Culture

While World Focuses on ‘Islamophobia,’ Christians Live Precarious Existence in Muslim Lands

(AP Photo/Karim Kadim)

Everyone is worried about “Islamophobia”: New Jersey’s unlikeliest new state senator-elect just apologized for criticizing Islam; Muslim leaders in Canada want the Ontario government to be more proactive against “Islamophobia”; and a mosque leader in London recently charged that Muslim women in Britain live in fear of “racism.” Meanwhile, in Pakistan several days ago, Muslims fired upon Christians in an attempt to seize their lands; in Nigeria, Muslims kidnapped over one hundred Christians; and in Egypt, two Muslim brothers murdered a Christian shopkeeper because of his faith. The Muslim persecution of Christians has rarely been as virulent or widespread as it is today, yet it gets little attention. That’s why a new book by Casey Chalk, The Persecuted: True Stories of Courageous Christians Living Their Faith in Muslim Lands (Sophia Institute Press), is a breath of fresh air and a welcome dose of realism in an international public discourse increasingly dominated by sloganeering and propaganda.

Chalk explained to me that this much-needed book had its genesis in encounters he had with Pakistani Christian asylum seekers in Bangkok, Thailand, where he and his wife moved in 2014. “The very first Sunday that we attended Mass,” he told me, “I immediately noticed a substantial number of South Asians. We soon befriended several Pakistani families at our parish, and became intimately familiar with their stories of persecution, suffering, and loss. While in Thailand, and since returning to the United States in 2017, I’ve written articles about their plight for many Christian and conservative publications. Sophia Institute Press graciously agreed to help turn their stories — and my reflections on the broader global problem they represent — into The Persecuted.”

It’s more than just gracious. It’s urgent, as most Americans are completely unfamiliar with the plight of these Christians, which has been criminally underreported. Yet “the Pakistani Christians I now count as friends,” Chalk recounts, “have endured terrible trauma. Some have been shot at, others set on fire by angry militant mobs, and others beaten within an inch of their lives. Many have female family members or friends who have been abducted by extremists and forcibly married to Muslim men, something local authorities rarely do anything about.”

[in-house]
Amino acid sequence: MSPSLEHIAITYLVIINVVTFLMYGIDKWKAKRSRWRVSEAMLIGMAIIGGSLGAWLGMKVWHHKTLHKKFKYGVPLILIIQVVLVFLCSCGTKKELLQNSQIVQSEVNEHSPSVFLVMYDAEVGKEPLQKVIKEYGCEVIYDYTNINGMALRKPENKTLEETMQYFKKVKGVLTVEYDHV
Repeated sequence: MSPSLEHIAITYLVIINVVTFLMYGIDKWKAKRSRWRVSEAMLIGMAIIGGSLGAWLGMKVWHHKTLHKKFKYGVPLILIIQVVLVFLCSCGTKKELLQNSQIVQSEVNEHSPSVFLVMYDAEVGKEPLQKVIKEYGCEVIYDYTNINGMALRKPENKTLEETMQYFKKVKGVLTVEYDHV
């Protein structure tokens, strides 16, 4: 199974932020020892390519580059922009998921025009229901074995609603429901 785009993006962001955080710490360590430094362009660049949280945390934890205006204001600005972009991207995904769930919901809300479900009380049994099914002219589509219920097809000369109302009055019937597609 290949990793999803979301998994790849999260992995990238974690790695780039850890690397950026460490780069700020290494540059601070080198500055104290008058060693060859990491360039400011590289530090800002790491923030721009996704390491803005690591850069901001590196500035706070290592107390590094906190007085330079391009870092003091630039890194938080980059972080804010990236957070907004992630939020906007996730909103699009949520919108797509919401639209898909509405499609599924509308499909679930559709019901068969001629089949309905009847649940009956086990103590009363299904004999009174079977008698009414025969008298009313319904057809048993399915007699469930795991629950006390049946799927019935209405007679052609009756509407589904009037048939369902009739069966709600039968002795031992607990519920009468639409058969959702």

Local authorities rarely act because more often than not, they sympathize more with the attackers than with their victims. But in the establishment media narrative, Christians are always white oppressors and Muslims are always and in every case victims, and stories that don’t fit that paradigm get quickly consigned to the memory hole. One story that did get international attention was that of Asia Bibi, a Christian woman who spent years on death row in Pakistan on false accusations of blasphemy before finally having her conviction overturned and being able to leave the country. According to Chalk, she was just one of many. “What is particularly alarming,” he says, “is how similar these stories are to that of Asia Bibi. That similarity, I would argue, demonstrates that their experience is not an anomaly. Christians, not only in Pakistan, but across the Muslim world, from North Africa to Indonesia, are experiencing the same kinds of mistreatment. With a few exceptions like China and North Korea, almost all of the worst places to be a Christian in the world are in Muslim majority countries.”

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Not everyone is indifferent to this. Chalk observes: “I actually think global Christian persecution is a topic that American Christians, at least conservative evangelicals and orthodox Catholics, know at least something about. There are a lot of great organizations aimed at helping the persecuted church, and America’s faithful have often made their voices heard, for example when the Islamic State in Iraq and the Levant were terrorizing ancient Christian populations.”

Nonetheless, ignorance and indifference are still massive obstacles that persecuted Christians face. “It’s also a crisis that’s easy to forget about,” Chalk notes, “given both the distance and remoteness of these problems.” There are other problems as well: “A few years ago, some of my articles on the subject were briefed to a congressional subcommittee. Muslim politician Ilhan Omar, who was on that subcommittee, downplayed the plight of oppressed Christian communities and claimed that it’s Muslims who are suffering the most religious persecution globally. That’s unequivocally inaccurate. Christians need to work to keep the record straight.”

That remains an uphill battle in the face of the prevailing indifference. “It’s difficult to remember daily,” says Chalk, “that while we as Christians in America are still having conversations and debates about the role of our faith in public life, Christians in many countries are yearning simply for the freedom to worship in their churches without fear of violent reprisal and to walk the streets unmolested. Mainstream corporate media in this country also do us no favors — as I argue in The Persecuted, coverage of Christian persecution is very limited, and when journalists take the time to report on it, they often get many of the details wrong. Following the daily news cycle, one rarely, if ever, hears about persecuted Christians.”

Indeed. But now Chalk has struck a massive blow against this by giving us The Persecuted. It’s the perfect gift for every establishment media journalist, and a powerful weapon to bring those who are beguiled by fantasy propaganda back to reality.